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age: 9 – 12

Archimedes over board

This little puzzle is a nice way to close a lesson on density, buoyancy and Archimedes' principle: Let students conduct the experiment in class and look for an explanation at home.

Learning objective

Linking the concepts of mass, weight, volume, density and buoyancy.

An object in a boat displaces water according to its weight; an object under water displaces water according to its volume.

Larger transparent, and smaller plastic cups
Coins, metal keys or stones

While you tell a nice story about Archimedes going for a dive as part of his research, hand out the necessary materials.

Student Task

Fill the larger plastic cap to 3/4 with water. Then let Archimedes (the coins or stone) enter his boat (the small cup) and make it float in the sea (large cup). Mark the water level on the larger cup. Next let Archimedes go for his dive by dropping the coins in the large cup – while his boat stays afloat.

1. How do you explain the difference in water levels?

2. Does Archimedes feel heavier inside the boat or inside the water?

Guiding Questions (if needed)

What changes for the boat when Archimedes jumps into the water?
› It reduces its draft (flotation depth), i.e. it displaces less water.

Does Archimedes displace more water when he is in the boat or in the water?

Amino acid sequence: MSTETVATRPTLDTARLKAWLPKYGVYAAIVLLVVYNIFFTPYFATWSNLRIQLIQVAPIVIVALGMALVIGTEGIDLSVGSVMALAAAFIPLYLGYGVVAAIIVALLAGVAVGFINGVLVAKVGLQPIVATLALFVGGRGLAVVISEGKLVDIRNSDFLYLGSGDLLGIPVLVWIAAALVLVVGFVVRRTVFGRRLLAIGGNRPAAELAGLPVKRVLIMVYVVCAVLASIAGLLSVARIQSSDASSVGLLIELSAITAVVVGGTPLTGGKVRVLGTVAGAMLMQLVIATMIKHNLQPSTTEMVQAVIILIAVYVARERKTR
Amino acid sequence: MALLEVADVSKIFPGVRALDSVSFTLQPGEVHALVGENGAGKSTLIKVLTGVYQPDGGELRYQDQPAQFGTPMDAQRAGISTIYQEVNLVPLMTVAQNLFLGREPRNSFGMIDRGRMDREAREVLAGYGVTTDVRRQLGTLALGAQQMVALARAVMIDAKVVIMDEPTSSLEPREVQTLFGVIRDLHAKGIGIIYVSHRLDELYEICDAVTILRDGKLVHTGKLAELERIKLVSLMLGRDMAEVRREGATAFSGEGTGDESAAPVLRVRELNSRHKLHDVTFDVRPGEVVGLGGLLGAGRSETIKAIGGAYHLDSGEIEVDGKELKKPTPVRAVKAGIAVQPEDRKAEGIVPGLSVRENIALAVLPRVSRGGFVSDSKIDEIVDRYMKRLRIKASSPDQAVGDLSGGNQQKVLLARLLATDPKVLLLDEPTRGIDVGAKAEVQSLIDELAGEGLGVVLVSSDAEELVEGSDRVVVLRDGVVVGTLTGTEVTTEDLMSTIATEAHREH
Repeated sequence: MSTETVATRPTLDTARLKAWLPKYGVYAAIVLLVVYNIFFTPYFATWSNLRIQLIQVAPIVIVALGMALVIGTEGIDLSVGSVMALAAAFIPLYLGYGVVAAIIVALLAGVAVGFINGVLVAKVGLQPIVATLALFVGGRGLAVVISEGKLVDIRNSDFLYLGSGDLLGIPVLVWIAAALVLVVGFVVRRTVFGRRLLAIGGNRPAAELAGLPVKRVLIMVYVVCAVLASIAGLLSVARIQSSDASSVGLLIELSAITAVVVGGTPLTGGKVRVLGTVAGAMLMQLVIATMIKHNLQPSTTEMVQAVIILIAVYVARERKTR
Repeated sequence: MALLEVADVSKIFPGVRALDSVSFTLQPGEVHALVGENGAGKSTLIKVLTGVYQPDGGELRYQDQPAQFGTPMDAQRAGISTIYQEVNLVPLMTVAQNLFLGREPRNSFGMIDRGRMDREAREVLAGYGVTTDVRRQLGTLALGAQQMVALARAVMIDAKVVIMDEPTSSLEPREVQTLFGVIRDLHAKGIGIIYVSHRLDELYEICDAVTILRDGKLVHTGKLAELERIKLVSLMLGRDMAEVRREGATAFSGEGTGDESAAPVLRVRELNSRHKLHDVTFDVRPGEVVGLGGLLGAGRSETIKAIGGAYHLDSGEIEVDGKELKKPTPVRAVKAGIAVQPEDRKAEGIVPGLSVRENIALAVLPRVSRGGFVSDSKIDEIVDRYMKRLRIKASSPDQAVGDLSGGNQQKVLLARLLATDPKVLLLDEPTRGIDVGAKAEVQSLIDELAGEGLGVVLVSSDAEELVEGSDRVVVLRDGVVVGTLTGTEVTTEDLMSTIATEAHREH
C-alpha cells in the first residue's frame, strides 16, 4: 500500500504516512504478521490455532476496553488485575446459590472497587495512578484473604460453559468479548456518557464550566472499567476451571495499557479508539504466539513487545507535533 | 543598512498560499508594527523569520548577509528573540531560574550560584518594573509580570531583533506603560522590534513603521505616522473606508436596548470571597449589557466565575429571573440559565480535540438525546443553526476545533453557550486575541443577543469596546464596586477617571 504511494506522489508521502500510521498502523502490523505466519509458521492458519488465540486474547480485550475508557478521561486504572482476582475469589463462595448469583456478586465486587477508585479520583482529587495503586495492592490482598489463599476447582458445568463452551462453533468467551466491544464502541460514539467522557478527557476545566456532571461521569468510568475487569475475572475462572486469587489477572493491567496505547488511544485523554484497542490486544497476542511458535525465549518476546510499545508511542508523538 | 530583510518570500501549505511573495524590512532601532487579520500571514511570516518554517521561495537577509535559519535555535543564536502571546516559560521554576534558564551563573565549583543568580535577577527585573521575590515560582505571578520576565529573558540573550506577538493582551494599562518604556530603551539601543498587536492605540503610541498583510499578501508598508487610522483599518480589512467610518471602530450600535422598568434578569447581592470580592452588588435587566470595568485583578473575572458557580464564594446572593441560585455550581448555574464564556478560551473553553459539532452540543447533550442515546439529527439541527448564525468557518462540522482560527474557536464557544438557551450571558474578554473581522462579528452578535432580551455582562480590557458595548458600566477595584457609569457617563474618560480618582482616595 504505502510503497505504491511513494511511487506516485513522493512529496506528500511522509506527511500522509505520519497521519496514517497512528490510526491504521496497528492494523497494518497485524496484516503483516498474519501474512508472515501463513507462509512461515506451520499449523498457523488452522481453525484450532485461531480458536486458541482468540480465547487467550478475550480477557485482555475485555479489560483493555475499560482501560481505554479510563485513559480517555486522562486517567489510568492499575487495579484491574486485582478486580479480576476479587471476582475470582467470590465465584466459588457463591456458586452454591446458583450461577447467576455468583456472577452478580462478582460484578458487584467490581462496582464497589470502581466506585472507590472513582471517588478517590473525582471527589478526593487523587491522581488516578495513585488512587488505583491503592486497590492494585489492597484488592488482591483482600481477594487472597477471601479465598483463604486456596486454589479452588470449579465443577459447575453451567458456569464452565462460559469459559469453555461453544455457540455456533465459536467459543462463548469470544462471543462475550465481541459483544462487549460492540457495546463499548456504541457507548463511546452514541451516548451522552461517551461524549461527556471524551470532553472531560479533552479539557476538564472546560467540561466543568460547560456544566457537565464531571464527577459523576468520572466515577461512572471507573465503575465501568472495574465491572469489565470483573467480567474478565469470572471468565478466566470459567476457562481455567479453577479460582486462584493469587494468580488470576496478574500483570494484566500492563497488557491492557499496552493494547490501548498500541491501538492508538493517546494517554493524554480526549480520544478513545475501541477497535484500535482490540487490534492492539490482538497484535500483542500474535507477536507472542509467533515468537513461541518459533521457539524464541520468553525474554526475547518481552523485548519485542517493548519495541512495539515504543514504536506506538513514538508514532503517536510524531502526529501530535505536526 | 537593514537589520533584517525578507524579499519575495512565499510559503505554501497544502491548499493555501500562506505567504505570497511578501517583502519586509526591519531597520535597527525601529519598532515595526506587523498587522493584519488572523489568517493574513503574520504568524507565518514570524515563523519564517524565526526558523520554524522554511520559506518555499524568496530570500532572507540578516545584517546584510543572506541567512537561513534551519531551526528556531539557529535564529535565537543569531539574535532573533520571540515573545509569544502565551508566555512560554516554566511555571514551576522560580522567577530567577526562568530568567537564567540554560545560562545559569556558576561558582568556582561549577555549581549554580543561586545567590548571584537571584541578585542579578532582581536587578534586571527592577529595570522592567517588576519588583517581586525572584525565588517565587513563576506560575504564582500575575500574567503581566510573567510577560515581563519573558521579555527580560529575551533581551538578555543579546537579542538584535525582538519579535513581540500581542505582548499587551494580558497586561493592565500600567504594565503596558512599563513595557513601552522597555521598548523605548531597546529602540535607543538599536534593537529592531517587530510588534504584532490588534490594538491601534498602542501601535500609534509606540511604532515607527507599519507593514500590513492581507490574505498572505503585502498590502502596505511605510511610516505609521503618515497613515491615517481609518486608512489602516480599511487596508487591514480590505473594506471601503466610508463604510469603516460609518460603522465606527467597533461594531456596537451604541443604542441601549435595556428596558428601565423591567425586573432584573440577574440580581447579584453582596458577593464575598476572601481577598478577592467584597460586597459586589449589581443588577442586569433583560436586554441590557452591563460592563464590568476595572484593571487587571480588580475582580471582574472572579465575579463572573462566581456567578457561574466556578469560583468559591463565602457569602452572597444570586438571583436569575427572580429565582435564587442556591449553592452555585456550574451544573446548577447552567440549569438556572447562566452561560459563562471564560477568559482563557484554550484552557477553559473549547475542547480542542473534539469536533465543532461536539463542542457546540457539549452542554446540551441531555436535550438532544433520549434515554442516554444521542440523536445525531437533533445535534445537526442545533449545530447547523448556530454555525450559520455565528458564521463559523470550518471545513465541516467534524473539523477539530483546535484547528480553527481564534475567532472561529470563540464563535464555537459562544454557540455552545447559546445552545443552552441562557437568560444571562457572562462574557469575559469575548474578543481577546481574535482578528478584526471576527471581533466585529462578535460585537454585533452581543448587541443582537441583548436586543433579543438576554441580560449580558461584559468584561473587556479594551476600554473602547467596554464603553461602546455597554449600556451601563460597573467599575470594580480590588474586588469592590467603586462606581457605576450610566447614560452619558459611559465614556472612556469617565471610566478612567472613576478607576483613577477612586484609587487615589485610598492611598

› When he is in the boat.

On what depends the amount of water he displaces when on board?
› On his weight.

On what depends the amount of water he displaces while in the water?
› His volume.

Does Archimedes mass change when he goes overboard?
› No.

Does Archimedes feel the buoyancy on his own body while he sits in the boat?
› No, but he does while he is diving – and therefore feels less heavy under water.


In the boat, Archimedes displaces water according to his weight, while in the water he displaces water according to his volume. Since the density of 'Archimedes' (the coins or stone) in this experiment is larger than the density of water (that is why it is sinking), the volume of water he displaces while in the boat is higher than the volume of water he displaces when diving.

Still, Archimedes only feels the buoyant force while he is in the water, but not inside the boat. He therefore feels heavier in the boat than in the water.